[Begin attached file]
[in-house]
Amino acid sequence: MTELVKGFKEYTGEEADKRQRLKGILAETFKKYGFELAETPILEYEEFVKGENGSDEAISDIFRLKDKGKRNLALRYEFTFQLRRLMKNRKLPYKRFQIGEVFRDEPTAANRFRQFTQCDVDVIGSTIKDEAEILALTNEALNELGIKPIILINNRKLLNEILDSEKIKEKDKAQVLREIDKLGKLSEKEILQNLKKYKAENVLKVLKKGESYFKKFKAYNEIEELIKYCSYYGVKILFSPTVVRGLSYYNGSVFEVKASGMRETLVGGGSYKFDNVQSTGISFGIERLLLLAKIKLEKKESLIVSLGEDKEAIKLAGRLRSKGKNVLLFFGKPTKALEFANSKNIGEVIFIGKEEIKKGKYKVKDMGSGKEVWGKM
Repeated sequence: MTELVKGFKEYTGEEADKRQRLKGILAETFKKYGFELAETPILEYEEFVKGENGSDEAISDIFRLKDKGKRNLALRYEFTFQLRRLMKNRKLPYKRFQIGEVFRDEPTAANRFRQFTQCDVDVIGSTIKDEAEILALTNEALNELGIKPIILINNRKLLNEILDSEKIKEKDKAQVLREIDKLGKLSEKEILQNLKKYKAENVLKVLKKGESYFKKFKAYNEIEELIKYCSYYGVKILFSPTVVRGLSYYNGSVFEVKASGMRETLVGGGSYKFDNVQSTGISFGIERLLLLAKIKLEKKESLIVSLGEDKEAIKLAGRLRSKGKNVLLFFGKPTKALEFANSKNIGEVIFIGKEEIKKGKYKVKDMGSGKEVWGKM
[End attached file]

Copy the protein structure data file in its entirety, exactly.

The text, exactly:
[in-house]
Amino acid sequence: MTELVKGFKEYTGEEADKRQRLKGILAETFKKYGFELAETPILEYEEFVKGENGSDEAISDIFRLKDKGKRNLALRYEFTFQLRRLMKNRKLPYKRFQIGEVFRDEPTAANRFRQFTQCDVDVIGSTIKDEAEILALTNEALNELGIKPIILINNRKLLNEILDSEKIKEKDKAQVLREIDKLGKLSEKEILQNLKKYKAENVLKVLKKGESYFKKFKAYNEIEELIKYCSYYGVKILFSPTVVRGLSYYNGSVFEVKASGMRETLVGGGSYKFDNVQSTGISFGIERLLLLAKIKLEKKESLIVSLGEDKEAIKLAGRLRSKGKNVLLFFGKPTKALEFANSKNIGEVIFIGKEEIKKGKYKVKDMGSGKEVWGKM
Repeated sequence: MTELVKGFKEYTGEEADKRQRLKGILAETFKKYGFELAETPILEYEEFVKGENGSDEAISDIFRLKDKGKRNLALRYEFTFQLRRLMKNRKLPYKRFQIGEVFRDEPTAANRFRQFTQCDVDVIGSTIKDEAEILALTNEALNELGIKPIILINNRKLLNEILDSEKIKEKDKAQVLREIDKLGKLSEKEILQNLKKYKAENVLKVLKKGESYFKKFKAYNEIEELIKYCSYYGVKILFSPTVVRGLSYYNGSVFEVKASGMRETLVGGGSYKFDNVQSTGISFGIERLLLLAKIKLEKKESLIVSLGEDKEAIKLAGRLRSKGKNVLLFFGKPTKALEFANSKNIGEVIFIGKEEIKKGKYKVKDMGSGKEVWGKM